Tag Archives: veterinary telehealth

Pomeranian Dog on Diagnostic Table During In-Person Veterinary Visit

How to Reintroduce In-Person Care at Your Veterinary Clinic

6 April 2023 Rajat Sharma Leave a comment The Onward Vet Resources and Veterinary Blog

The COVID-19 pandemic changed many aspects of daily life including veterinary visits, as telemedicine and virtual care became more prevalent and now continue to be an option many clients take. 

However, while the rise of technology in veterinary medicine has brought about easier access to information and communication, it can sometimes hinder the personal connections that are crucial for providing top-notch care in an in-person veterinary clinic. 

Fortunately, there are ways to incorporate the efficiency and convenience of technology into in-person veterinary care without compromising on its personal touch. 

Here are some of the ways veterinary practices can foster personal connections with their clients while still using technology to streamline processes and enhance patient care. 

1. Train Staff on Communication

Even with an in-person veterinary visit, communication is the main difference between a good experience for pets and their owners and a poor-quality one.

Effective communication requires staff to put clients at ease, provide clear explanations, and answer questions in a compassionate manner. On top of excellent communication skills, you should be able to read and respond to clients’ nonverbal cues. 

Providing training is a proactive way of ensuring staff members are able to effectively communicate with clients during veterinary visits. This can include role-playing exercises to practice empathetic listening, effective questioning techniques, and clear explanations of medical procedures and recommendations. 

2. Improve the Waiting Room Experience With Technology 

The waiting room is often the first point of contact for clients and their pets during a veterinary visit. As such, it is essential to make it a comfortable and welcoming environment. 

Fortunately, the technology used during the pandemic can also come in handy here. 

Here are some ways you can enhance the waiting room experience and create a more pleasant environment using these tools: 

  • Digital check-ins: Allow clients to check in for their appointments electronically via a tablet or smartphone, reducing the waiting time and chances of no-shows.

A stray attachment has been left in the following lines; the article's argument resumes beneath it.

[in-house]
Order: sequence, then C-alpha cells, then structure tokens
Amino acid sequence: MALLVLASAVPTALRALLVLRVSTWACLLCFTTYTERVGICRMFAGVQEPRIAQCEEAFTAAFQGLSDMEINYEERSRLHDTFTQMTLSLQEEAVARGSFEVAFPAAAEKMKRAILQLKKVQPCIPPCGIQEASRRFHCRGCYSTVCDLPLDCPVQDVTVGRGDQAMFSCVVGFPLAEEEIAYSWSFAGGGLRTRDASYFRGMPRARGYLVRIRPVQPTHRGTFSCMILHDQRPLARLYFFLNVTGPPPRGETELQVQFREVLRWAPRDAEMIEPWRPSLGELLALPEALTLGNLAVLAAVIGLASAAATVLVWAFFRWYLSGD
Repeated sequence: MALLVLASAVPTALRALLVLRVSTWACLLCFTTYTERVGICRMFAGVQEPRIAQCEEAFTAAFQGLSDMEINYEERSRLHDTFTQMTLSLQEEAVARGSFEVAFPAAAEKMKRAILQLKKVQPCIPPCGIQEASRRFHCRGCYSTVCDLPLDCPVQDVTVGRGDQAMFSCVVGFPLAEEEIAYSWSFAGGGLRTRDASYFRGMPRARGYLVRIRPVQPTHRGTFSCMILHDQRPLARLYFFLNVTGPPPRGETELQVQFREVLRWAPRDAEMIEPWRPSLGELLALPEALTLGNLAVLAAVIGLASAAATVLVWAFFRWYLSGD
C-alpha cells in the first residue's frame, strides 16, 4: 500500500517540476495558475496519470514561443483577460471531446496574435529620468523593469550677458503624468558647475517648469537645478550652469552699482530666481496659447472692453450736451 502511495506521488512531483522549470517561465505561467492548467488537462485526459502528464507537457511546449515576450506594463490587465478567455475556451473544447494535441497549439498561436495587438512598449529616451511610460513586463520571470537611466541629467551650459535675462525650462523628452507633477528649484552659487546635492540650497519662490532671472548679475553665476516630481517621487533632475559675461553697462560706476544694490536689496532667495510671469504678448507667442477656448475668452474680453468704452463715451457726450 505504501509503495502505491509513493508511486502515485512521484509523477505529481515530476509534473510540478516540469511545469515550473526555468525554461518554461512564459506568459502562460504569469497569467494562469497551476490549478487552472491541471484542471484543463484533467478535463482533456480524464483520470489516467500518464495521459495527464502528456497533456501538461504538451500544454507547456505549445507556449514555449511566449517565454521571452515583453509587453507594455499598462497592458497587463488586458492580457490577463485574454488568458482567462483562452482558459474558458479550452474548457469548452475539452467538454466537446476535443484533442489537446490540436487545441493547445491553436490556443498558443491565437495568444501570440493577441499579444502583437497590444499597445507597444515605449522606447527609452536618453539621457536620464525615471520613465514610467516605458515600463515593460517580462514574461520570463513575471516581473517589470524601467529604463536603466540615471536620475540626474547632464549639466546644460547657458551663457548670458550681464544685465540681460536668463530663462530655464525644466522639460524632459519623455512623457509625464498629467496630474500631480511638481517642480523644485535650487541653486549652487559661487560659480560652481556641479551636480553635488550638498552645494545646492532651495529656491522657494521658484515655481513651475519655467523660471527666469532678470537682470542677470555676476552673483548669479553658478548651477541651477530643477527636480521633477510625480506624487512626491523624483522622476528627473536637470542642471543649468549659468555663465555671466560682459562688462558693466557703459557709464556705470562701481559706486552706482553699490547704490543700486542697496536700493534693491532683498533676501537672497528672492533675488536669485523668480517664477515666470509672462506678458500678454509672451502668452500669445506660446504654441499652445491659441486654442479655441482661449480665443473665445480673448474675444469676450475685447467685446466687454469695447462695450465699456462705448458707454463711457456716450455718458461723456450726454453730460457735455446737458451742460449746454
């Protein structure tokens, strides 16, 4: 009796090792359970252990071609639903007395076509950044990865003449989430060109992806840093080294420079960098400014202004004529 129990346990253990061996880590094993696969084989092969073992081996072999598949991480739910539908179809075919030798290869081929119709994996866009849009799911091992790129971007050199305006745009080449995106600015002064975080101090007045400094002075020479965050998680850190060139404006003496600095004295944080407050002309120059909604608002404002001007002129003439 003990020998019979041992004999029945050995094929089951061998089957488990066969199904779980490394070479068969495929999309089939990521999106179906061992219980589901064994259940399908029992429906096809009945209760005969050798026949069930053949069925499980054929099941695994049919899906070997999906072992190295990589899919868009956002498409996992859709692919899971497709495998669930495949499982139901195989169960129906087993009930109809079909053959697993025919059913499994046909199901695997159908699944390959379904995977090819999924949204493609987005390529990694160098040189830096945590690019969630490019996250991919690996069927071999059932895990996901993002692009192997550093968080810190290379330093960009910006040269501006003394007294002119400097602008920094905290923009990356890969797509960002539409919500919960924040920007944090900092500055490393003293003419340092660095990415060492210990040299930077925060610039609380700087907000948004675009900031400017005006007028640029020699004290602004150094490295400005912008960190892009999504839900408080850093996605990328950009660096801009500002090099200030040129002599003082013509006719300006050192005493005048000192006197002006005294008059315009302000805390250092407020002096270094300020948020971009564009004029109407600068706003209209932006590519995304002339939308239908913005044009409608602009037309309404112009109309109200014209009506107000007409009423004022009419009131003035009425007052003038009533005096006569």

• Communication tools: Speaking of no-shows, messaging and appointment reminders are a great way to keep clients informed and engaged, thus improving follow-through on veterinary visits and overall satisfaction. 
  • Electronic boards: Use digital signage to display important information, educational materials, and upcoming events, creating an interactive and informative atmosphere. 

Remember, clients who receive good in-person veterinary care are more likely to return for future appointments and recommend the practice to others. 

3. Maintain the Positive Changes of Virtual Communications 

Before rushing to encourage in-person veterinary visits, identify the digital aspects that enhanced care during the telehealth boom. One way to do this is to survey clients about the remote care they received. 

Ask your clients what they loved about being able to access their pet’s health records online or receive reminders and updates via text. If your clinic did not provide these services, ask them if they would prefer them as an option moving forward. 

Once you’ve gathered your responses, decide which virtual and distanced options you want to keep or add to your practice’s day-to-day operations. 

Onward Vet Can Help 

Ultimately, your in-person veterinary clinic should prioritize better communication and understanding while using virtual communication to enhance the experience. 

With features such as automatic appointment scheduling and reminder postcards, Onward Vet’s cloud-based system can simplify your processes while improving client veterinary visits. 

Get access to a free two-week trial today and see how.

Tags: , , ,

Like this article? there’s more where that came from.